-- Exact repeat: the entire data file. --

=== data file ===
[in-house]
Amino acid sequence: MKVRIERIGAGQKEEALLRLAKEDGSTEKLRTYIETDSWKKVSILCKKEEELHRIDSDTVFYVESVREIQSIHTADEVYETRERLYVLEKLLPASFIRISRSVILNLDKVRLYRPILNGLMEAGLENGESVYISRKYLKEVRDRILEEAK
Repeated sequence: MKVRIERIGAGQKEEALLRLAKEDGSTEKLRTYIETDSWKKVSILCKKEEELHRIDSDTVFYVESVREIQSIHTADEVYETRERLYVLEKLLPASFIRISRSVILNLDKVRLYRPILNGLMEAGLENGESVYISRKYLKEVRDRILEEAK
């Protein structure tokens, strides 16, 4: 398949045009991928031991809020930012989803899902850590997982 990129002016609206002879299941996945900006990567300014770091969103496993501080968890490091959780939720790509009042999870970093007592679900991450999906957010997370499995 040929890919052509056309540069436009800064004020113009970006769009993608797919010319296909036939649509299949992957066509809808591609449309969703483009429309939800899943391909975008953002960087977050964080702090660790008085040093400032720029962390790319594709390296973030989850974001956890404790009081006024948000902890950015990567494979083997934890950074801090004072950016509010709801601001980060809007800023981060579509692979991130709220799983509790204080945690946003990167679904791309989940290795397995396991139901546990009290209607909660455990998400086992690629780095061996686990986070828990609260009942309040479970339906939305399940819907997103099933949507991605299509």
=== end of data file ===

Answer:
[in-house]
Amino acid sequence: MKVRIERIGAGQKEEALLRLAKEDGSTEKLRTYIETDSWKKVSILCKKEEELHRIDSDTVFYVESVREIQSIHTADEVYETRERLYVLEKLLPASFIRISRSVILNLDKVRLYRPILNGLMEAGLENGESVYISRKYLKEVRDRILEEAK
Repeated sequence: MKVRIERIGAGQKEEALLRLAKEDGSTEKLRTYIETDSWKKVSILCKKEEELHRIDSDTVFYVESVREIQSIHTADEVYETRERLYVLEKLLPASFIRISRSVILNLDKVRLYRPILNGLMEAGLENGESVYISRKYLKEVRDRILEEAK
């Protein structure tokens, strides 16, 4: 398949045009991928031991809020930012989803899902850590997982 990129002016609206002879299941996945900006990567300014770091969103496993501080968890490091959780939720790509009042999870970093007592679900991450999906957010997370499995 040929890919052509056309540069436009800064004020113009970006769009993608797919010319296909036939649509299949992957066509809808591609449309969703483009429309939800899943391909975008953002960087977050964080702090660790008085040093400032720029962390790319594709390296973030989850974001956890404790009081006024948000902890950015990567494979083997934890950074801090004072950016509010709801601001980060809007800023981060579509692979991130709220799983509790204080945690946003990167679904791309989940290795397995396991139901546990009290209607909660455990998400086992690629780095061996686990986070828990609260009942309040479970339906939305399940819907997103099933949507991605299509």